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updated: 1/18/2013 9:14 AM

Developers scale back Naperville Water Street plans

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  • Bob Koch of Naperville was one of at least 120 people to attend during the first hour of an open house Thursday night featuring updated designs for the proposed Water Street development in downtown Naperville. Developer Marquette Cos. hosted the open house to gather public input before presenting the proposal to the city council Feb. 19.

       Bob Koch of Naperville was one of at least 120 people to attend during the first hour of an open house Thursday night featuring updated designs for the proposed Water Street development in downtown Naperville. Developer Marquette Cos. hosted the open house to gather public input before presenting the proposal to the city council Feb. 19.
    Paul Michna | Staff Photographer

  • Renderings lined the perimeter of a room in the Naper Settlement's Pre-Emption House on Thursday night as Marquette Cos. presented the latest plans for the Water Street development in downtown Naperville.

       Renderings lined the perimeter of a room in the Naper Settlement's Pre-Emption House on Thursday night as Marquette Cos. presented the latest plans for the Water Street development in downtown Naperville.
    Paul Michna | Staff Photographer

  • At least 120 people attended during just the first hour of an open house Thursday hosted by Marquette Cos., which was displaying updated plans for the Water Street development proposed for downtown Naperville.

       At least 120 people attended during just the first hour of an open house Thursday hosted by Marquette Cos., which was displaying updated plans for the Water Street development proposed for downtown Naperville.
    Paul Michna | Staff Photographer

 
 

The Water Street development proposed for downtown Naperville has shrunk again.

At an open house Thursday night, Naperville-based developer Marquette Cos. presented updated plans that call for shorter buildings and fewer parking spaces as part of the development, which is slated to include a hotel and a mix of retail, restaurant and office spaces.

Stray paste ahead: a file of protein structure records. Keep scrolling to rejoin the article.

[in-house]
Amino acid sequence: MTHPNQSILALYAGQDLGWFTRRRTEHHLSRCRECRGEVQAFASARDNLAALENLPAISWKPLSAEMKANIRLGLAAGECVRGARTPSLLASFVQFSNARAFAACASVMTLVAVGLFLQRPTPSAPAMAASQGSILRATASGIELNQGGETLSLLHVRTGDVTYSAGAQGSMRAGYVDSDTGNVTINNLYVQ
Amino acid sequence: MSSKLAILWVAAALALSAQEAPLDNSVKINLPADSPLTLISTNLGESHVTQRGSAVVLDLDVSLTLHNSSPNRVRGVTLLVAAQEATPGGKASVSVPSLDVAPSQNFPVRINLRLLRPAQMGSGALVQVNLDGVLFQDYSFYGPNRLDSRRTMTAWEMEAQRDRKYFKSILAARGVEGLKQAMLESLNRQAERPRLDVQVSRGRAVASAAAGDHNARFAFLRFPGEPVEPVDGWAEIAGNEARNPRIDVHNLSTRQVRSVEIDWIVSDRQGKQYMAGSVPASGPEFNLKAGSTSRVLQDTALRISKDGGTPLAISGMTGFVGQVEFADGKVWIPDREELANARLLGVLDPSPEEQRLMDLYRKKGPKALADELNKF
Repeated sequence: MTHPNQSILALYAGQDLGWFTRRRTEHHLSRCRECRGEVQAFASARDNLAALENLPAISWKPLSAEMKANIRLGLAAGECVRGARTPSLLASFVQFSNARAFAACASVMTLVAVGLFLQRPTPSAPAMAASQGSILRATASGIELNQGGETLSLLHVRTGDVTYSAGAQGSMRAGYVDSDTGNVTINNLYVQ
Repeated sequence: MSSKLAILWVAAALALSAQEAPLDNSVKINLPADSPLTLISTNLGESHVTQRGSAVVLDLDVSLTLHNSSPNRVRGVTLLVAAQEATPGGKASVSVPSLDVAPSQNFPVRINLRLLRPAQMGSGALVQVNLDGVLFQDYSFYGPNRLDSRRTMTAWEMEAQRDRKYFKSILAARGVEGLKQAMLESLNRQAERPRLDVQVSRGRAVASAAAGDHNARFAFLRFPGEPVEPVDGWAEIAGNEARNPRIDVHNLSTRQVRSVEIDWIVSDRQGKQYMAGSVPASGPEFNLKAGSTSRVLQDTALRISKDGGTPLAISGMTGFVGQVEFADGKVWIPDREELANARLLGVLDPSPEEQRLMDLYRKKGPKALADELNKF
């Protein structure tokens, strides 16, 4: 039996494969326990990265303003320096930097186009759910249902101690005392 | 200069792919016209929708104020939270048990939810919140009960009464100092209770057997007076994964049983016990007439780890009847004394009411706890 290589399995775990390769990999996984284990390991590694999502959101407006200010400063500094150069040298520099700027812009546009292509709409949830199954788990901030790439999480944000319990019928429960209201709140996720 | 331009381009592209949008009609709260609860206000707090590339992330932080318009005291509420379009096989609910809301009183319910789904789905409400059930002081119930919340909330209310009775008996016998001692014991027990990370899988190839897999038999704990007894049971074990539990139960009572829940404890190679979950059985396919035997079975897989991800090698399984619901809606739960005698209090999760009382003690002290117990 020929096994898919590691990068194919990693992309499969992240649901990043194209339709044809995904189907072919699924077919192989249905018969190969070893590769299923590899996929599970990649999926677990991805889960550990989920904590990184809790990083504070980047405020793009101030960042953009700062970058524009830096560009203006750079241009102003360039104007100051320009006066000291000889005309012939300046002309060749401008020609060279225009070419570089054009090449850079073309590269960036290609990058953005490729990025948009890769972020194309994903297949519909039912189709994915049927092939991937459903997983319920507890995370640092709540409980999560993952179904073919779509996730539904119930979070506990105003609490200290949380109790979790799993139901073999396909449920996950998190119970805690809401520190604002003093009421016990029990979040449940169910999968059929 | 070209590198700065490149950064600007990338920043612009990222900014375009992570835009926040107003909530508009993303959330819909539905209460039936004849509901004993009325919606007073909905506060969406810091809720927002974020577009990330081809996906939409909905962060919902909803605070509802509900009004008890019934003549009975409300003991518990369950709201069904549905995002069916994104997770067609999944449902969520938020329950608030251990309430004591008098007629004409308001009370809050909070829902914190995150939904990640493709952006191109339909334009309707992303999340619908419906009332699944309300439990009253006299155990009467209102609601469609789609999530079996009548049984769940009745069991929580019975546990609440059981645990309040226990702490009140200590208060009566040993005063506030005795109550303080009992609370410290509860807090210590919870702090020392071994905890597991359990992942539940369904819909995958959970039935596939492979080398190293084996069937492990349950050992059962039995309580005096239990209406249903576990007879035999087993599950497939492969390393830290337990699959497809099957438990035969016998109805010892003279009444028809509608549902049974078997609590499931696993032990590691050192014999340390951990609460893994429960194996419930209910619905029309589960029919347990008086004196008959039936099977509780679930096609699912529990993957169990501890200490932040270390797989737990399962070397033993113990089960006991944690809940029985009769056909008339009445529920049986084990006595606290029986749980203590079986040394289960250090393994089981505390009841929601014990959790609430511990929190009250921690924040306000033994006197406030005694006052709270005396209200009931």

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The tallest buildings are proposed at five stories with roof heights of about 61 feet and architectural elements reaching a maximum of 69 feet. A 61-foot parking garage now is designed to contain 524 spaces instead of 580.

"We've taken height off every building," said Jeff Prosapio, director of project management for Marquette Cos.

The proposal still calls for a 166-room hotel with rooms on the north and south sides of River Street. Four buildings and a parking garage are proposed as part of the development, which would be bordered by the DuPage River and Aurora Avenue with Webster and Main streets as its east-west boundaries.

A restaurant originally planned for the roof of the building closest to the river now would be part of that building's fifth and highest floor, Prosapio said. The change helped bring the development's tallest point to 69 feet, down from previous proposals of 90 or 82 feet.

"We brought the rooftop restaurant over to the river side," Prosapio said. "It'll be an awesome outdoor dining experience facing the river."

Plans show outdoor dining also would be available at ground-level restaurants in an 8,715-square-foot plaza with a boardwalk near the river.

Marquette Cos. kept quiet about these changes since the development was rejected last month by the Naperville City Council. Prosapio said releasing details at an open house was a way to gather more public input before presenting final plans to the council Feb. 19.

At least 120 people attended during just the first hour of Thursday's open house, which ran from 4 to 7:30 p.m. at the Naper Settlement's Pre-Emption House. Some seemed excited for the mixed-use development to anchor the southern side of downtown Naperville, but many voiced continued concerns.

"My main concern through this whole process has been the height, especially of the parking garage," Naperville resident Chuck Lesnik said. "The other concern is the density and the traffic."

Naperville Mayor George Pradel said the open house allowed residents to talk directly with Marquette staff about how the development could affect the downtown where they shop, work or live.

"People need to ask the experts, the ones that are actually developing it, rather than come to the council and share their concerns," Pradel said.

A computer-animated traffic model on display at the open house showed projected traffic flow during the afternoon rush hour -- assuming the year was 2018, the Water Street development had been built as currently proposed, and a new traffic signal was installed at Webster Street and Aurora Avenue.

"I want people to see how much traffic it will generate," Pradel said.

Resident George Macko studied the traffic projection model Thursday night, saying the city already has a traffic problem and he still thinks the project is "too big." Resident Todra Oken and her daughter, Tiffany Oken, said they agreed, adding they worry a five-story building so close to the river could shadow Naperville's prized Riverwalk.

Prosapio said developers will consider written comments from open house attendees as they fine-tune their plans in advance of the Feb. 19 city council meeting.

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